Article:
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Jacco Gardner - Cabinet Of Curiosities - LP -

Price per Unit (stuk): €14.95


In an industrial area 40 minutes north of Amsterdam lives a 24-year-old multi-instrumentalist with a Brian Jones haircut. Jacco Gardner's home is called the Shadow Shoppe Studio, and there, he creates music that hearkens back to the studio wizards of the 1960s: Brian Wilson, Van Dyke Parks, Syd Barrett, Curt Boettcher, Love, and so on. There's no sense of industry, or really, the 21st century in Gardner's baroque pop, which has a fanciful, sometimes jaunty Lewis Carroll quality to it. Unsurprisingly, he told The Guardian that he found inspiration in records "where the songwriter or artist also took over the role of producer and could really start experimenting and work out everything they could think of themselves." With his head stuck in classic albums and with very few collaborators, he spent a couple years creating the universe you hear on his debut solo album, Cabinet of Curiosities.

It's not just hard to hear a hint of the modern world in Gardner's music; it's hard to hear a hint of Gardner in Gardner's music. Though he's said in interviews that he wrote some of his songs from a personal place, his lyrics don't read like personal folk tales or journal fodder. Instead, they're littered with psychedelic romance and costume drama-- "Open up the window to your mind/ So I can look inside and lend a hand," he sings in "The One Eyed King". "Sleep when stars are bright," he coos in "Lullaby". The title track features harpsichords and laughing babies. Thematically speaking, Cabinet of Curiosities is all facade-- these are quaint stories approached with the tools of 1960s psychedelia. In order to pull off this sort of thing in 2013, it's on Gardner to create a soundscape strong enough to support his own airily fey material. And that's exactly what he does.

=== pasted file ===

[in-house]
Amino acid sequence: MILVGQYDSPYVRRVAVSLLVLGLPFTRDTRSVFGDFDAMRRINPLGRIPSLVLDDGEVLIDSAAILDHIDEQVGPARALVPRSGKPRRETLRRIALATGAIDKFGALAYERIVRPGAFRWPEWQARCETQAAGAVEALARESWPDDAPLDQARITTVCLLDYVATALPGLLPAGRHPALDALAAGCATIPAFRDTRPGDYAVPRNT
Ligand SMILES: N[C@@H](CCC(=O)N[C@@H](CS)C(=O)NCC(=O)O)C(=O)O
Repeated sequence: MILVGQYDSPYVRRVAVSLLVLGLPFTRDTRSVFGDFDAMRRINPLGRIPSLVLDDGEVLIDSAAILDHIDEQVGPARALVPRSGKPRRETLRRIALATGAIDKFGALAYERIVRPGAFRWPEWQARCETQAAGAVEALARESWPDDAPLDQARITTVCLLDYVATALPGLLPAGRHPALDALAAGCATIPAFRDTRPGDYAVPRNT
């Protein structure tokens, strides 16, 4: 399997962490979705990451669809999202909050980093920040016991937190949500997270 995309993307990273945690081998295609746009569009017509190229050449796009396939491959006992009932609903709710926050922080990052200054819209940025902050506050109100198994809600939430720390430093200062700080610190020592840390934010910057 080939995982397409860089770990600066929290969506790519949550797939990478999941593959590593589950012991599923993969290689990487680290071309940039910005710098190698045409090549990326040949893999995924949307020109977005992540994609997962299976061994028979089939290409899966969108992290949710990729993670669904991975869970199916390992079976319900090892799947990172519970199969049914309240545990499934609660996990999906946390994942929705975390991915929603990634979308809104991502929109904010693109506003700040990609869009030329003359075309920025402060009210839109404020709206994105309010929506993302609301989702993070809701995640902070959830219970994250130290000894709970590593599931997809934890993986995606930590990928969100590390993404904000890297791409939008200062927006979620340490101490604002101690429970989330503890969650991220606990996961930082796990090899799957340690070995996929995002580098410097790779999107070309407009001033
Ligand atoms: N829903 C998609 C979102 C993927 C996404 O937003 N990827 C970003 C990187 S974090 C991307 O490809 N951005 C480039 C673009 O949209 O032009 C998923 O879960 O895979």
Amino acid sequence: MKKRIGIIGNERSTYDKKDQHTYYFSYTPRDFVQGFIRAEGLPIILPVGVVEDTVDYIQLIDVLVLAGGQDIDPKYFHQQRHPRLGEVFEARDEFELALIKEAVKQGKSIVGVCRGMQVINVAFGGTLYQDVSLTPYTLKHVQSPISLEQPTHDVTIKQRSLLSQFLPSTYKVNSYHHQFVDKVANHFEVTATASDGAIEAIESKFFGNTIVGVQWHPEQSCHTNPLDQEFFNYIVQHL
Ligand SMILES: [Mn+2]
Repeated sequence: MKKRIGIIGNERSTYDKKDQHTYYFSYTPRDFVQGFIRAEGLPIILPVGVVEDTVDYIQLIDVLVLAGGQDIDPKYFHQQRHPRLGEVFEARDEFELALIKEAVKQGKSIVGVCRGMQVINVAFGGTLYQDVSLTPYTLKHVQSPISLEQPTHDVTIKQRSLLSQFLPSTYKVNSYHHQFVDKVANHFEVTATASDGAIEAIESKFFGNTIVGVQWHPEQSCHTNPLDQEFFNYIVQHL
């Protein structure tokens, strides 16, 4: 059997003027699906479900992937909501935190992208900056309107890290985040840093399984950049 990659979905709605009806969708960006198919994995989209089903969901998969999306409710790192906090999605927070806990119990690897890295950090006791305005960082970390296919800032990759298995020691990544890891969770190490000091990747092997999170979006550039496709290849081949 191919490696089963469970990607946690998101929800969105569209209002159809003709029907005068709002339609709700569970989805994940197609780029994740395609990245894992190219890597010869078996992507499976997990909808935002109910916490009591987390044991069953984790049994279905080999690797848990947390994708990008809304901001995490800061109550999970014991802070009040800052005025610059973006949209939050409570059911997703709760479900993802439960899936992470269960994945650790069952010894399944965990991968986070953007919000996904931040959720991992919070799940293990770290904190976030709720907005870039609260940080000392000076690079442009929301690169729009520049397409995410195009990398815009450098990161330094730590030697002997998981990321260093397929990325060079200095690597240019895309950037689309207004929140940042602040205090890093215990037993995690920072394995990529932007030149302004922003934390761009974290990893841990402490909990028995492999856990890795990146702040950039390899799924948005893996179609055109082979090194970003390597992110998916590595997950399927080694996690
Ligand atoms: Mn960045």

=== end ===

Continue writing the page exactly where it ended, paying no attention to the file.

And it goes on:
In the Shadow Shoppe, he created arrangements that are diverse and lush, where the most atmospheric elements on the record sound full instead of brittle. Opener "Clear the Air" can pull off harpsichords and featherlight synths because they're complemented by huge, echoing drums. In the chorus, beneath Gardner's vocal, you can hear voices lending haunting "ahhs" from each corner of the mix. And right when a song starts to get stale, he also knows exactly when to inject a bold new element. "Summer's Game" starts off pretty spare, but right when it begins to overstay its welcome around the midpoint, the percussive backbone kicks in and carries the song to the finish. It also helps that Gardner has an ear for melody-- his singsong sensibility makes the sweet, sad album closer "The Ballad of Little Jane" an easy highlight.

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